Dead Space Review – Look Behind You

January 27, 2023

The original Dead Space from 2008 is fondly remembered by horror fans, as it kick-started a multi-media franchise from EA that felt like a spin on Alien and 2001, while adding enough of its own horrific ideas to make a special kind of sci-fi terror. For a time there were games, animated movies, spin-off games, but it all came to screeching halt with the action-focused Dead Space 3, which while containing some interesting ideas, underperformed critically and commercially. However, now Motive Studio, with clear love for the original game have remade the title using the modern Frostbite engine, with 2023’s Dead Space looking as pristinely gruesome as you’d expect.

As it was the first time around, Dead Space follows engineer Isaac as he and his team arrive on board the USG Ishimura, a mining vessel. They’ve been sent to investigate the ship suddenly going quiet, which is of particular concern to Isaac as his girlfriend, Nicole, is meant to be on board. Of course, it’s no surprise to anyone who follows the sci-fi horror genre that the Ishimura may have found something, which has unleashed a plague of deformed mutating monsters on the ship, which Isaac and the rescue crew find they suddenly have to deal with, if they ever want to escape with their lives. Motive have kept the main narrative largely unchanged in Dead Space, with the same beats and set pieces found in the original, but they have found ways to expand in some areas or switch things up in others. Whereas before you might have had a distant view of a horrible mutation, now it’ll occur in a horrifying cinematic close-up as Isaac scrambles to get away. Isaac, who was mute in the first game, now has new dialogue and the same voice actor from the other games, although his appearance has changed to match the actor better. Other characters look different now too, both major and minor, but never to any detriment to the narrative or atmosphere, which are only highlighted with the new elements added.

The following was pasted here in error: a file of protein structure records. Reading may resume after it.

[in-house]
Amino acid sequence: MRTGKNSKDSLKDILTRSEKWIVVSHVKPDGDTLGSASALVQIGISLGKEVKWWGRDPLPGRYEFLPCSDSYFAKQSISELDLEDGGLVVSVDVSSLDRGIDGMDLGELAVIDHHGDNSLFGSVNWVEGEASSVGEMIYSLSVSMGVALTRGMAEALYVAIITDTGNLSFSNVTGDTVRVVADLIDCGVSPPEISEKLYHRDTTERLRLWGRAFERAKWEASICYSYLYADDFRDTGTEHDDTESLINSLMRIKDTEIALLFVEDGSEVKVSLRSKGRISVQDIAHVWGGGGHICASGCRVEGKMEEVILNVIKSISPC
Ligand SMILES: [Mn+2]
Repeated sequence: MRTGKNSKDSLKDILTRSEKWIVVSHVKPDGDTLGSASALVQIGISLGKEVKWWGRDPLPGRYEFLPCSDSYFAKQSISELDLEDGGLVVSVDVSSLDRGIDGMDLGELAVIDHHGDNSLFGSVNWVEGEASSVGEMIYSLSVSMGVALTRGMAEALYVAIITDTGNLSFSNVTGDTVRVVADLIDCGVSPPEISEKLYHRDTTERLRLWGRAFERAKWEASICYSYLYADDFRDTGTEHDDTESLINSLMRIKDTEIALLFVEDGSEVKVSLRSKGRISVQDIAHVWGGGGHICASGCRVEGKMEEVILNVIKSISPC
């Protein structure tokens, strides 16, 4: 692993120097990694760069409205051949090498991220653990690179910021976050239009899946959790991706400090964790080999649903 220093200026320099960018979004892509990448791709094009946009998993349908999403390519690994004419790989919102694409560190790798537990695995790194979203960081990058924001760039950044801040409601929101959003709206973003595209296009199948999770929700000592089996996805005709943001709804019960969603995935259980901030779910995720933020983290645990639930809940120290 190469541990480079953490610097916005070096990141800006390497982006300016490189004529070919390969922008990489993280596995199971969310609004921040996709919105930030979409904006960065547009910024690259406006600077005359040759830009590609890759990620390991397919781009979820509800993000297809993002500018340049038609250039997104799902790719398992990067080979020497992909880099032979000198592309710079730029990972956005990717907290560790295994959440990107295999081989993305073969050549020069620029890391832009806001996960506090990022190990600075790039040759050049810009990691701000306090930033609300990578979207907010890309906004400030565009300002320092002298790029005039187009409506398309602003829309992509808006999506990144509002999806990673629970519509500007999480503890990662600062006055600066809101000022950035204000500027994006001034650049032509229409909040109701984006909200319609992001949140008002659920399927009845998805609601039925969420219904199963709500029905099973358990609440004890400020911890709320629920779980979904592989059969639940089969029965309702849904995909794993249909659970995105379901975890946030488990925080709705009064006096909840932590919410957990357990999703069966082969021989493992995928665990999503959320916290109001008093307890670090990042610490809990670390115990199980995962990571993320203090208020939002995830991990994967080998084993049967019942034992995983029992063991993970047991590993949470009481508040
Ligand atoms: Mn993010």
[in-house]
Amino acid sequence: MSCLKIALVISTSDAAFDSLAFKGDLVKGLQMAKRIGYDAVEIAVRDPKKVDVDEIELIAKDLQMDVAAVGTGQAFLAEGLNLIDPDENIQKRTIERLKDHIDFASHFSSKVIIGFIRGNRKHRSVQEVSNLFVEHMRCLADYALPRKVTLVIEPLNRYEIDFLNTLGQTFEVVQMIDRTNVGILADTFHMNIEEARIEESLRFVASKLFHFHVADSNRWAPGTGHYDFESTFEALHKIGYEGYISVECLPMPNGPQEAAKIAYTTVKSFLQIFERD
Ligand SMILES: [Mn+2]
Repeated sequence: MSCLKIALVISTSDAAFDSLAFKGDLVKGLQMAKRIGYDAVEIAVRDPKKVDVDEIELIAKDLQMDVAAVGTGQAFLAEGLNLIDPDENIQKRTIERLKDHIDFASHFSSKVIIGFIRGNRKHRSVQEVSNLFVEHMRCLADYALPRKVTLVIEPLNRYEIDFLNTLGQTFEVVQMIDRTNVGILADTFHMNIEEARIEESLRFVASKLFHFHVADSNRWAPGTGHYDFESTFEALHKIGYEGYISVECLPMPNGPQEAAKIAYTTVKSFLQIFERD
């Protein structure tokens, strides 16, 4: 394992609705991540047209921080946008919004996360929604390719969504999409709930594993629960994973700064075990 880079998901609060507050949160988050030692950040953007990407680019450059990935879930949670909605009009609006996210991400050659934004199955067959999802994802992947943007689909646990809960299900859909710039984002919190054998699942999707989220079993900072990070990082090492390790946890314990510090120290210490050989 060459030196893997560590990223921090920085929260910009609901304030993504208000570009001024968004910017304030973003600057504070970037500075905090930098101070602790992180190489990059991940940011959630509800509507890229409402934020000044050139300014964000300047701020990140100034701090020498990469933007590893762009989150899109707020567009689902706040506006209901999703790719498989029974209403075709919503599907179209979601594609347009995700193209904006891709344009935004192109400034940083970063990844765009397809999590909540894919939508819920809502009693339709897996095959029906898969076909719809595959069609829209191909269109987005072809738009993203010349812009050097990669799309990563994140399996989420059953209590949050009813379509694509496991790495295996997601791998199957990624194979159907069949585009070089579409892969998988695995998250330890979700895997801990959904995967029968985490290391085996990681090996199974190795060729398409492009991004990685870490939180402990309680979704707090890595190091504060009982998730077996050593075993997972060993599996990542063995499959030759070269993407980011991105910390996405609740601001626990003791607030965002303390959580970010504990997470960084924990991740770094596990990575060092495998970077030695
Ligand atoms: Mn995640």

Frostbite can make some pretty games, and Dead Space is no exception, with detailed models and textures, immersive lighting effects, ever-present fog filling the various rooms of the Ishimura as well as new objects and details to flesh out the environments. I was able to recognise all the major environments, despite my last playthrough being a decade ago, and it ultimately does feel like how you remember the original game being. Even if the visuals are vastly updated, I think that’s the sign of a good remake.